Precious metals and coin dealers Blanchard and Company expect five fundamental factors will keep the gold price high and rising throughout the year.
Author: David Beahm
Posted: Tuesday , 19 Feb 2008

NEW ORLEANS (Blanchard and Co.) - Since hitting record highs above $900 since the first of the year, gold had shown continued strength at those price levels amid expected volatility, and analysts at Blanchard and Company Inc. say five specific fundamentals will continue to drive the price up through the end of 2008.

"Gold has experienced a shift in fundamentals when compared to 1980's speculative highs, and today there are five factors that will drive prices higher - supply and demand, dollar weakness, institutional buying, the price relationship between gold and oil, and global economic uncertainty," says Donald W. Doyle, Jr. Chairman and CEO of Blanchard. "Expect some price consolidations, which are healthy for the market, and view them as buying opportunities because we see the price ultimately going significantly higher than current levels in the long-term."

Doyle says investor demand is at record levels, and the markets should expect to see that demand continue as global supply shrinks, emerging markets begin to play a more significant role in the world's economy, and as former sellers of gold - notably central banks and hedge books - reverse their selling trends and become buyers again themselves.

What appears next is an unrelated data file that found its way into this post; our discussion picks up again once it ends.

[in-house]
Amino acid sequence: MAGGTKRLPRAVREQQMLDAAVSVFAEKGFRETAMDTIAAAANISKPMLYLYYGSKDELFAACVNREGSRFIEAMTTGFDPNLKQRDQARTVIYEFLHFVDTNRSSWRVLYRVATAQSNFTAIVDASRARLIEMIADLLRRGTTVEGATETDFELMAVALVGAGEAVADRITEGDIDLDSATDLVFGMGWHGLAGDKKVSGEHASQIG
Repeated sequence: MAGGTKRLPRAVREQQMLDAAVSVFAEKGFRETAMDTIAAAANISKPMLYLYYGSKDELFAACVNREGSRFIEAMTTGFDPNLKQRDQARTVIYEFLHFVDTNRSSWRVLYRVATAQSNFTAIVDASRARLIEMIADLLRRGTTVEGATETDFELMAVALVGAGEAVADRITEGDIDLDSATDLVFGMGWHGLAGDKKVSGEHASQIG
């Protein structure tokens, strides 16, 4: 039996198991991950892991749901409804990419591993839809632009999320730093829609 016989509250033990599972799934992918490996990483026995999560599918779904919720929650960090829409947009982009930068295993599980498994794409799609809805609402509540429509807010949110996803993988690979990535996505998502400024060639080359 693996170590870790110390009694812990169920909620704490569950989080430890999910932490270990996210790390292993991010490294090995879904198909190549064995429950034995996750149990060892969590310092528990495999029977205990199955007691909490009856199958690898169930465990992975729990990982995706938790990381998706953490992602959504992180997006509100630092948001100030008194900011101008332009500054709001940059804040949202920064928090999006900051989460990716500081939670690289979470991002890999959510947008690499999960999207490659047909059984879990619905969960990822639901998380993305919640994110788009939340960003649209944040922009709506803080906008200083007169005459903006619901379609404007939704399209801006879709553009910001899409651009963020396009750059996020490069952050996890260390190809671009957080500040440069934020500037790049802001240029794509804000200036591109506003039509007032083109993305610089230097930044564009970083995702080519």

"The U.S. economy is slowing to a crawl, and the Fed is continuing to infuse liquidity through rate cuts that further weaken the dollar," Doyle says. "Look for large institutions and central banks to continue to move out of dollar-based assets and into quality alternative tangible assets such as gold."

Doyle also pointed to differences between today's economic collapse and that of 1987, noting that the previous near global implosion featured a U.S. economy that was in solid shape. Now the underlying cause of the crisis is the domestic economy and housing deflation. Real consumer spending is declining, payroll employment numbers are falling, and industrial production in the U.S. is losing traction, triggering a flight to quality alternative investments.

"Gold is not just a luxury item - it was the foundation of the global currency system for eons and, as the current global economic crisis continues to unwind, the precious metal has reasserted itself as the fourth currency," Doyle says. "We believe widespread increased investment demand will offset any decline in luxury goods manufactured with gold as investors seek to secure assets that will retain their value."